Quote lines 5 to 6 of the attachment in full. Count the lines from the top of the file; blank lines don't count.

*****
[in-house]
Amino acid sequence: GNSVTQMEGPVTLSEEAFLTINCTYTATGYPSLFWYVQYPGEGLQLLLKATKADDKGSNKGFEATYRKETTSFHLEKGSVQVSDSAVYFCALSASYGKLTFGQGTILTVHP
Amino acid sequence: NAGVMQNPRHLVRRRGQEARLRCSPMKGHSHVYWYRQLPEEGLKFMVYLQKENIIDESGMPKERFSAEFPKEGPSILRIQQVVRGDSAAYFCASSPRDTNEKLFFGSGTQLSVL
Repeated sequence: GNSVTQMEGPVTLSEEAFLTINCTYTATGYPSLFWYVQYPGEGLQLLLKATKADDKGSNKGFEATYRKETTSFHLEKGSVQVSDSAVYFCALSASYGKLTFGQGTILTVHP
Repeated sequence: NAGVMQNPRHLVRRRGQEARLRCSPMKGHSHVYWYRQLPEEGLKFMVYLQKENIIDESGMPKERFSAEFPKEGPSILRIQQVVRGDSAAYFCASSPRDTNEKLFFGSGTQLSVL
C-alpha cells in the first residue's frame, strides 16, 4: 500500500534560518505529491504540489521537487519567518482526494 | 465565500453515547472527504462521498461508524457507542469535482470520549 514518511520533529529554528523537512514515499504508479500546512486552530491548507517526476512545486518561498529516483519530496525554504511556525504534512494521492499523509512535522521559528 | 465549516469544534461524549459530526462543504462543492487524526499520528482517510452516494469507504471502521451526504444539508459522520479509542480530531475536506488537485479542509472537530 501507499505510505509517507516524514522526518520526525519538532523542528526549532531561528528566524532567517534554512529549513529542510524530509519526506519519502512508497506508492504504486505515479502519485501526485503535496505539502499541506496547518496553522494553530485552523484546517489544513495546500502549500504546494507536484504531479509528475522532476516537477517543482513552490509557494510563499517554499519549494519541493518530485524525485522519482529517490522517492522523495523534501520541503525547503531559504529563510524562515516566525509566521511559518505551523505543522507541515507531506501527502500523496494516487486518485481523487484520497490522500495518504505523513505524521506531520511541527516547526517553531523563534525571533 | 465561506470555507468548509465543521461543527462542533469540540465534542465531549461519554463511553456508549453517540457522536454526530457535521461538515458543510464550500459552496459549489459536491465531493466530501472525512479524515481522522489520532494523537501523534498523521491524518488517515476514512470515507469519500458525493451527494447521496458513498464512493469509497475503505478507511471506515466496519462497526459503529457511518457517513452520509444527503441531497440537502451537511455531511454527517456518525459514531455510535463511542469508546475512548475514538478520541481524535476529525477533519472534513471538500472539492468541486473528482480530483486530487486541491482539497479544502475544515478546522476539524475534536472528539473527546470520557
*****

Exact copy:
Repeated sequence: NAGVMQNPRHLVRRRGQEARLRCSPMKGHSHVYWYRQLPEEGLKFMVYLQKENIIDESGMPKERFSAEFPKEGPSILRIQQVVRGDSAAYFCASSPRDTNEKLFFGSGTQLSVL
C-alpha cells in the first residue's frame, strides 16, 4: 500500500534560518505529491504540489521537487519567518482526494 | 465565500453515547472527504462521498461508524457507542469535482470520549 514518511520533529529554528523537512514515499504508479500546512486552530491548507517526476512545486518561498529516483519530496525554504511556525504534512494521492499523509512535522521559528 | 465549516469544534461524549459530526462543504462543492487524526499520528482517510452516494469507504471502521451526504444539508459522520479509542480530531475536506488537485479542509472537530 501507499505510505509517507516524514522526518520526525519538532523542528526549532531561528528566524532567517534554512529549513529542510524530509519526506519519502512508497506508492504504486505515479502519485501526485503535496505539502499541506496547518496553522494553530485552523484546517489544513495546500502549500504546494507536484504531479509528475522532476516537477517543482513552490509557494510563499517554499519549494519541493518530485524525485522519482529517490522517492522523495523534501520541503525547503531559504529563510524562515516566525509566521511559518505551523505543522507541515507531506501527502500523496494516487486518485481523487484520497490522500495518504505523513505524521506531520511541527516547526517553531523563534525571533 | 465561506470555507468548509465543521461543527462542533469540540465534542465531549461519554463511553456508549453517540457522536454526530457535521461538515458543510464550500459552496459549489459536491465531493466530501472525512479524515481522522489520532494523537501523534498523521491524518488517515476514512470515507469519500458525493451527494447521496458513498464512493469509497475503505478507511471506515466496519462497526459503529457511518457517513452520509444527503441531497440537502451537511455531511454527517456518525459514531455510535463511542469508546475512548475514538478520541481524535476529525477533519472534513471538500472539492468541486473528482480530483486530487486541491482539497479544502475544515478546522476539524475534536472528539473527546470520557